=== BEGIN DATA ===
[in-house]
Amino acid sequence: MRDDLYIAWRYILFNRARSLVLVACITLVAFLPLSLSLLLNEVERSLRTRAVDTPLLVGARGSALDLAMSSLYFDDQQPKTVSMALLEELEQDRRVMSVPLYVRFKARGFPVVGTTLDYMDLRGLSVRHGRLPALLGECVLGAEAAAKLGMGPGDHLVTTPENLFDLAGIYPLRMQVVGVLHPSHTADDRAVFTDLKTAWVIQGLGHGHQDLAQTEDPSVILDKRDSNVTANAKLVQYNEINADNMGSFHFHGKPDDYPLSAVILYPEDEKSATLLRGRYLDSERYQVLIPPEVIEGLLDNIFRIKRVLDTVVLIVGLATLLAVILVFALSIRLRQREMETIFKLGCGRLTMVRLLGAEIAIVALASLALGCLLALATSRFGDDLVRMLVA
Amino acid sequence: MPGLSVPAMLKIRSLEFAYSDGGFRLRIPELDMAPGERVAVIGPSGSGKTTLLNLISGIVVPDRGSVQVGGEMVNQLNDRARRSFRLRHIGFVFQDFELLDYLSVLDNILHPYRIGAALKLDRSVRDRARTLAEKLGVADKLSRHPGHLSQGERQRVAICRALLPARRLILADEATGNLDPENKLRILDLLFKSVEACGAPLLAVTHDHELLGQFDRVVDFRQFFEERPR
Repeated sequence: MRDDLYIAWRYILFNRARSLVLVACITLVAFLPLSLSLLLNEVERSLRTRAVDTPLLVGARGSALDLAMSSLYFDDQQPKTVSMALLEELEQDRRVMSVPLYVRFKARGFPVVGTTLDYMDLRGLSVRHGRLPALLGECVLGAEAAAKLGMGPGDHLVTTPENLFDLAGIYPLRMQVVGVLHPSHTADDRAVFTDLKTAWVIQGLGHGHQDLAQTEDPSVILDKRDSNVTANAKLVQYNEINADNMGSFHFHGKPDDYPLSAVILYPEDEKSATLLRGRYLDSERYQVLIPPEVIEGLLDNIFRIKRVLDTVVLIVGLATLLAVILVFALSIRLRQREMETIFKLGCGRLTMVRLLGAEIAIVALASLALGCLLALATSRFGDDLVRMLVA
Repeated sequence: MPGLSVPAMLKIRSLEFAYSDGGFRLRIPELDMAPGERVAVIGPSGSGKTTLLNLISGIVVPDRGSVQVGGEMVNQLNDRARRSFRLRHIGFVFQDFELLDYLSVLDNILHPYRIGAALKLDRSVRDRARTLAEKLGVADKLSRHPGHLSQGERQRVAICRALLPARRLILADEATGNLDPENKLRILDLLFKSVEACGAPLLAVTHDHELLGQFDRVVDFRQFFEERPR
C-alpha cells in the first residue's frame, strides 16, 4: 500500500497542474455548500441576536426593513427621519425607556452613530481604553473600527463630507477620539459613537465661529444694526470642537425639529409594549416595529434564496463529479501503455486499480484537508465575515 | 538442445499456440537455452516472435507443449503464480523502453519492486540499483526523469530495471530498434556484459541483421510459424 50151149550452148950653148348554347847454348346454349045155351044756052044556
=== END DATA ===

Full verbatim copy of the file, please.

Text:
[in-house]
Amino acid sequence: MRDDLYIAWRYILFNRARSLVLVACITLVAFLPLSLSLLLNEVERSLRTRAVDTPLLVGARGSALDLAMSSLYFDDQQPKTVSMALLEELEQDRRVMSVPLYVRFKARGFPVVGTTLDYMDLRGLSVRHGRLPALLGECVLGAEAAAKLGMGPGDHLVTTPENLFDLAGIYPLRMQVVGVLHPSHTADDRAVFTDLKTAWVIQGLGHGHQDLAQTEDPSVILDKRDSNVTANAKLVQYNEINADNMGSFHFHGKPDDYPLSAVILYPEDEKSATLLRGRYLDSERYQVLIPPEVIEGLLDNIFRIKRVLDTVVLIVGLATLLAVILVFALSIRLRQREMETIFKLGCGRLTMVRLLGAEIAIVALASLALGCLLALATSRFGDDLVRMLVA
Amino acid sequence: MPGLSVPAMLKIRSLEFAYSDGGFRLRIPELDMAPGERVAVIGPSGSGKTTLLNLISGIVVPDRGSVQVGGEMVNQLNDRARRSFRLRHIGFVFQDFELLDYLSVLDNILHPYRIGAALKLDRSVRDRARTLAEKLGVADKLSRHPGHLSQGERQRVAICRALLPARRLILADEATGNLDPENKLRILDLLFKSVEACGAPLLAVTHDHELLGQFDRVVDFRQFFEERPR
Repeated sequence: MRDDLYIAWRYILFNRARSLVLVACITLVAFLPLSLSLLLNEVERSLRTRAVDTPLLVGARGSALDLAMSSLYFDDQQPKTVSMALLEELEQDRRVMSVPLYVRFKARGFPVVGTTLDYMDLRGLSVRHGRLPALLGECVLGAEAAAKLGMGPGDHLVTTPENLFDLAGIYPLRMQVVGVLHPSHTADDRAVFTDLKTAWVIQGLGHGHQDLAQTEDPSVILDKRDSNVTANAKLVQYNEINADNMGSFHFHGKPDDYPLSAVILYPEDEKSATLLRGRYLDSERYQVLIPPEVIEGLLDNIFRIKRVLDTVVLIVGLATLLAVILVFALSIRLRQREMETIFKLGCGRLTMVRLLGAEIAIVALASLALGCLLALATSRFGDDLVRMLVA
Repeated sequence: MPGLSVPAMLKIRSLEFAYSDGGFRLRIPELDMAPGERVAVIGPSGSGKTTLLNLISGIVVPDRGSVQVGGEMVNQLNDRARRSFRLRHIGFVFQDFELLDYLSVLDNILHPYRIGAALKLDRSVRDRARTLAEKLGVADKLSRHPGHLSQGERQRVAICRALLPARRLILADEATGNLDPENKLRILDLLFKSVEACGAPLLAVTHDHELLGQFDRVVDFRQFFEERPR
C-alpha cells in the first residue's frame, strides 16, 4: 500500500497542474455548500441576536426593513427621519425607556452613530481604553473600527463630507477620539459613537465661529444694526470642537425639529409594549416595529434564496463529479501503455486499480484537508465575515 | 538442445499456440537455452516472435507443449503464480523502453519492486540499483526523469530495471530498434556484459541483421510459424 50151149550452148950653148348554347847454348346454349045155351044756052044556